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 Climate Change

Guest Column
Published on: Nov. 16, 2022, 1:27 p.m.
Catalysing the Indian Climate Tech Ecosystem
  • LED light bulb revolution in India: the posterchild of climate tech; Courtesy: iStock

By Hisham Mundol. The author is Chief Advisor, India, Environmental Defense Fund

Over the course of this decade, India is going to be doubling virtually every sector in the country – from construction to transport to manufacturing. There is a very real risk we will end up doubling emissions. Now, while our per capita emissions are much lower than the world’s highest historical emitters (the US, China & Europe), our poor, our food systems and our health infrastructure will be unable to withstand the worst of the climate shocks.

Two levers could serve to break this handcuff of emissions and economic development – and they both need to kick in. One is a fundamentally different consumption model that builds on Indian values of frugality, but layers it with the engineering and economics of the circular economy. The second is climate technology, and the potential it presents to transform or create whole sectors (like the business potential from waste management), leapfrog traditional business (such as the opportunity to build green steel, cement and manufacturing capacity that India needs) or drive efficiency (as exemplified in reducing India’s freight and logistics costs form the current ~14 per cent of GDP to ~8 per cent, which is closer to more industrialised countries through multiple avenues including logistics optimisation software).

Can India drive climate tech? Fintech established that India has the entrepreneurial talent, the investment and incubation support as well as the enabling policy environment and demand. Climate tech clearly holds potential, but we are some ways from it coming anywhere near as established as fintech. What will it take to catalyse the Indian climate tech ecosystem?

At the root is – the demand and supply for innovation are not aligned in India. Corporate India is looking for solutions and innovations in one set of areas and academic and research India is looking elsewhere. We see five major things that need to happen.

We need to support innovators and entrepreneurs in the five sectors that contribute to the lion’s share of emissions but receive a fraction of the investment – agriculture & food systems, cement & construction, freight & logistics, manufacturing (including steel as well as waste management).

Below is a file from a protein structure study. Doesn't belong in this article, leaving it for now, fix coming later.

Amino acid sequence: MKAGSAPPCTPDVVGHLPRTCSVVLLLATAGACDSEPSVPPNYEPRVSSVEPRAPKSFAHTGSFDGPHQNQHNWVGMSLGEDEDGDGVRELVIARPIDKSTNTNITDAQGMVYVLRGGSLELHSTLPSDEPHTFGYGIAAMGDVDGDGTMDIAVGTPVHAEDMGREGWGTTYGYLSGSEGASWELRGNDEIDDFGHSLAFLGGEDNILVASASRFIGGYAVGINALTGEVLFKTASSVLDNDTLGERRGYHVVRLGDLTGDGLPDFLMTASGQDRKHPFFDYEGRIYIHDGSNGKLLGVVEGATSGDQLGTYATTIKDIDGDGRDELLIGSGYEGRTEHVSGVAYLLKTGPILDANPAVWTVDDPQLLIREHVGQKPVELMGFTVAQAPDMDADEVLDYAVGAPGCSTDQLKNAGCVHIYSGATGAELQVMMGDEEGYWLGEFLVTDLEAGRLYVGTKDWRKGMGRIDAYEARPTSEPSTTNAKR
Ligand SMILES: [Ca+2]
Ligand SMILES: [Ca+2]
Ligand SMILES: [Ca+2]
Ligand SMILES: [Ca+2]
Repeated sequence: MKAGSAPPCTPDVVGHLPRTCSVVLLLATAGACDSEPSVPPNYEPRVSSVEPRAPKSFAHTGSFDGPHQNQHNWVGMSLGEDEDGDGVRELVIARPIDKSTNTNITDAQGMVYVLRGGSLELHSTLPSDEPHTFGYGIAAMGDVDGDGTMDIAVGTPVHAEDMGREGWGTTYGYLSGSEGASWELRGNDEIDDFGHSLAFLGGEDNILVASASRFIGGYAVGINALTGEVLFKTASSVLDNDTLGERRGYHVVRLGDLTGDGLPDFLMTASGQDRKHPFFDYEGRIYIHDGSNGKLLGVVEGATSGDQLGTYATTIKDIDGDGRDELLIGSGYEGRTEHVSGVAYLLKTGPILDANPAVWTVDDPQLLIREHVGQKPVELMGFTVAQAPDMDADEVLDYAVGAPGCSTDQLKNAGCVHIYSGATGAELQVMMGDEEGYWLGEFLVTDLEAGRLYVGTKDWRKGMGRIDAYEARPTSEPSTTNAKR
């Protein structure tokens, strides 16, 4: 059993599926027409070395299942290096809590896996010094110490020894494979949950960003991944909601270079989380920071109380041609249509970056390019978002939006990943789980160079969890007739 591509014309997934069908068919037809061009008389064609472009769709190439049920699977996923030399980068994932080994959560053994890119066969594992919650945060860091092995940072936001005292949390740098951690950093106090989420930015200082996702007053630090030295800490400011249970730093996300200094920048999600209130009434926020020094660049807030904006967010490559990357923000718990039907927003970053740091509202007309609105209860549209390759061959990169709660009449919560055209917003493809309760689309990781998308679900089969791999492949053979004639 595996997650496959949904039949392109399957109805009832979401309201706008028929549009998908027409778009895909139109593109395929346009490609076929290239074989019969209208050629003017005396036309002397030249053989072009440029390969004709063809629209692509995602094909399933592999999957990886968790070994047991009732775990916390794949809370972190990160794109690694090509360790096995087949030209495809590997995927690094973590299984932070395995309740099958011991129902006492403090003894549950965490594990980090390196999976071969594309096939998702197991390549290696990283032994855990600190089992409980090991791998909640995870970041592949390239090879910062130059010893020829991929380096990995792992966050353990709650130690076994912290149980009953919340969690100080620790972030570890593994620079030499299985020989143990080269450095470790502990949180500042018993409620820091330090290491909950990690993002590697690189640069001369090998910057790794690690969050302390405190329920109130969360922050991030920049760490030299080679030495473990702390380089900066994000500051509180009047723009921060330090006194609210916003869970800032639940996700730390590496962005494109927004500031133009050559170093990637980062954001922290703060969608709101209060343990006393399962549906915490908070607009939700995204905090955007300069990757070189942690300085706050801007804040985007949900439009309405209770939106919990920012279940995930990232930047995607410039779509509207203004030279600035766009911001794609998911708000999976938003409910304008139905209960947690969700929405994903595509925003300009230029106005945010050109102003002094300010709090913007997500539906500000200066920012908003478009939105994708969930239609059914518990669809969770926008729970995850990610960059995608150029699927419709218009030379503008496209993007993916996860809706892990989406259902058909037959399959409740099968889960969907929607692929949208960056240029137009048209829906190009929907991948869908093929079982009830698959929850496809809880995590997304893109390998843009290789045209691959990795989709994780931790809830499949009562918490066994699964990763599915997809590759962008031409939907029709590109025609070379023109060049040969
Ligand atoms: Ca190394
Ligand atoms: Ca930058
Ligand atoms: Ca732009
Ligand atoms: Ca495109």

The climate tech movement must go mainstream. Start-ups and angel investors are critical, but we also need corporates and generalist investors in the room. Quite frankly, it is corporates and general investors who have the wherewithal (financial and otherwise) to be able to make the requisite investments.

India – and especially corporate India  –  needs to spend more on R&D. India currently spends one-third the levels of industrialised countries (0.65 per cent compared to 1.5 per cent of GDP). Also, the private sector in India spends 40 per cent of this, while it is 70 per cent of it in these countries.  Both need to shift and dramatically so.

Now, it might be that India needs to do fundamental research across the board, but India is going to be uniquely positioned to drive the cost and scale imperatives that are needed here. For instance, lower cost carbon capture and storage is far more likely to happen in India than elsewhere because there are no large subsidies that are likely in other geographies.

A specific aspect of this is that there needs to be closer collaboration between corporate India and R&D India. We need 2-3 leading Indian firms to partner with 2-3 of India’s leading R&D shops to work on innovative scientific challenges. This will require an injection of catalytic philanthropic funding, but there are increased sources of this, and they are hungry for viable India opportunities.

Attention must be paid as much to demand as supply. Potentially breakthrough options like clean hydrogen will require both the effort to ensure they are clean and that there is demand for them. The lesson from the LED light bulb revolution in India – which is the posterchild of climate tech – is that it was just as much about innovation as it was about demand aggregation and enabling policy.

In conclusion, half the technologies India (and indeed the world) needs to achieve the vision of shared, sustainable prosperity are yet to be developed. Anand Mahindra puts it best with his characterisation: “Climate change is the crises of the century, but climate change is also the business opportunity of the century.”

(EDF and Green Artha partner to bridge the innovation to industry gap)


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